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Deal with Email Overload in 3 Easy Steps

By Rigdha Acharya on Dec 19 2011 • Filed under Business

Deal with Email Overload in 3 Easy Steps

Emails are an unavoidable reality of doing business these days. Most small business owners I talk to receive anywhere from 200-1000 emails a day. And, not all of these emails are “business critical.” No wonder most of us feel overwhelmed by email and some of us even avoid it completely. However, as more and more business is done online, ignoring business critical emails could be catastrophic. Here are three tips to help you deal with the email overload without completely ignoring it:

Clear the inbox

The inbox is not a garage. Don’t treat it like a storage space. Think of the inbox like your living room. You work hard to keep the living room clean so extend the same principle to your emails. Keeping the Inbox clean helps you quickly scan through the emails you’ve received to pick the important ones that you want to read and respond to. It also helps you consume emails at bite size. Wouldn’t you rather deal with 25 emails at a time than 200? That can be achieved and it has to start with a clean inbox.

Follow the Rule of 4D’s

The decision making principle called the “Rule of 4Ds” has helped many of my clients get rid of email clutter and use email as an effective means of communication. Here is how you use this principle:

  • Take each email and realize that you have four options in dealing with it. You can either “Delete it,” “Do it,” “Delegate it” or “Defer it.”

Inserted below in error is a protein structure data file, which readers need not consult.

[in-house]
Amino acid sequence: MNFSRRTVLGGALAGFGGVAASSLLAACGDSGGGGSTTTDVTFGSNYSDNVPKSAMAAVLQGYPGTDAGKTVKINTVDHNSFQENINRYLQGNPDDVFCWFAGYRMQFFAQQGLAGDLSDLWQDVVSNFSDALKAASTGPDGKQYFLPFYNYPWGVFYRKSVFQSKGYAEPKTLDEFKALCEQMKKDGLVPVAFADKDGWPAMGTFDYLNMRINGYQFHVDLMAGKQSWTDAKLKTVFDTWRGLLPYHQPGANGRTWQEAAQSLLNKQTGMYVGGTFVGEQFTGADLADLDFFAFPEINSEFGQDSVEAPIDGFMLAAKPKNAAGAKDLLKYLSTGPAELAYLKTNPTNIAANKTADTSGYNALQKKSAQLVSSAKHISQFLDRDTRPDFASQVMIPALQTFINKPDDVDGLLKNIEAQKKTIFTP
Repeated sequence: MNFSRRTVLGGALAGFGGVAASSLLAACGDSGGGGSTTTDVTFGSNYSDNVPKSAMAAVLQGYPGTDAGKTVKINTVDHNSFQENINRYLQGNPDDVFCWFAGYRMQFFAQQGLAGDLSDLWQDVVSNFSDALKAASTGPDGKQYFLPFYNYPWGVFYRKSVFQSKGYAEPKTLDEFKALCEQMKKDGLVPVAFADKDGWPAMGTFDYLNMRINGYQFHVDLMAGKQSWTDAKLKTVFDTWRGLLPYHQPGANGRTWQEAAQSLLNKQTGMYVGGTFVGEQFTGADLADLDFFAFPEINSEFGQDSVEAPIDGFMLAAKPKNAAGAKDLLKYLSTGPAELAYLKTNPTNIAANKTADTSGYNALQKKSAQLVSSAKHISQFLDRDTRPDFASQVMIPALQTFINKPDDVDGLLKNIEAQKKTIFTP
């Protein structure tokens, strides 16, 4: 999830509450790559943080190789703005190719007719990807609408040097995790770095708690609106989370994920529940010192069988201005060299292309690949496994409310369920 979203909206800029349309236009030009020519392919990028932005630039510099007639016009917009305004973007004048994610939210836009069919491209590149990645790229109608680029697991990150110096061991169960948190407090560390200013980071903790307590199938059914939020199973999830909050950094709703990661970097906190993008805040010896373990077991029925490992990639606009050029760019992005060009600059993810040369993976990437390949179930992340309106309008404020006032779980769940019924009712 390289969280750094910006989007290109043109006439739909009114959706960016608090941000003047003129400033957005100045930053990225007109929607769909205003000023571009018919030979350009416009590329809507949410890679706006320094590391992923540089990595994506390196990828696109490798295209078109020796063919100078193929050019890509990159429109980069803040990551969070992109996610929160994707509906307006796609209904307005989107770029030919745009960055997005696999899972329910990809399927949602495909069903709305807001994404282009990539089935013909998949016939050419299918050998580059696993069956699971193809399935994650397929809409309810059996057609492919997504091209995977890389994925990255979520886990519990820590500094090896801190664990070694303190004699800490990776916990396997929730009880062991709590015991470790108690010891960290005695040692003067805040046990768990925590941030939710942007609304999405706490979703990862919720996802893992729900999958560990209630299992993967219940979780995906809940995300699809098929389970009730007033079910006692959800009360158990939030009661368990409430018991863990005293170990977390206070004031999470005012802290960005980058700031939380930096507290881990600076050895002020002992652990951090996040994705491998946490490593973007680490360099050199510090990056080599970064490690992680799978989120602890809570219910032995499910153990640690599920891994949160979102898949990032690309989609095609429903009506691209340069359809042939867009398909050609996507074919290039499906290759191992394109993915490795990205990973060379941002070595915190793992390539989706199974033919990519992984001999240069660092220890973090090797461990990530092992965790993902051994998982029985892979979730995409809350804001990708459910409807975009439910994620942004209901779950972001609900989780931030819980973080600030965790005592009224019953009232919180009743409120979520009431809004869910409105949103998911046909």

• “Delete” emails that do not have any value. These are the forwarded chain letters, newsletters that you no longer read and junk mail.
  • “Do” as in respond or take action for the emails that can be acted upon in two minutes or less. These are the emails that require a quick response from you. It is better to complete them than to put them on your To Do list.
  • Delegate” emails that can be effectively answered by a team member. Your team members, in some instances, may be able to respond to some emails better than you can because they are the first line of contact for various tasks.
  • “Defer” emails that require your inputs, are important and take longer than two minutes to complete. Once you have finished this process for each email, set aside a 30 minute time block to go through and take action on your deferred emails.

Write effective emails

One of the best ways of minimizing email clutter is to learn how to send effective emails. In general, you want to ensure that your reader knows what he/she needs to do after reading your emails. Follow these four rules to start writing effective emails:

1.      Let them know what actions you expect them to take

2.      Let them know when they need to reply back by

3.      Give the bottom line first

4.      Be direct in your communications

Follow these tips and I can guarantee that your email communications and the level of emails you receive will both improve.

Over to you: What are some of your favourite methods to deal with email overwhelm?

1 Comment

  1. Very succinct and helpful!

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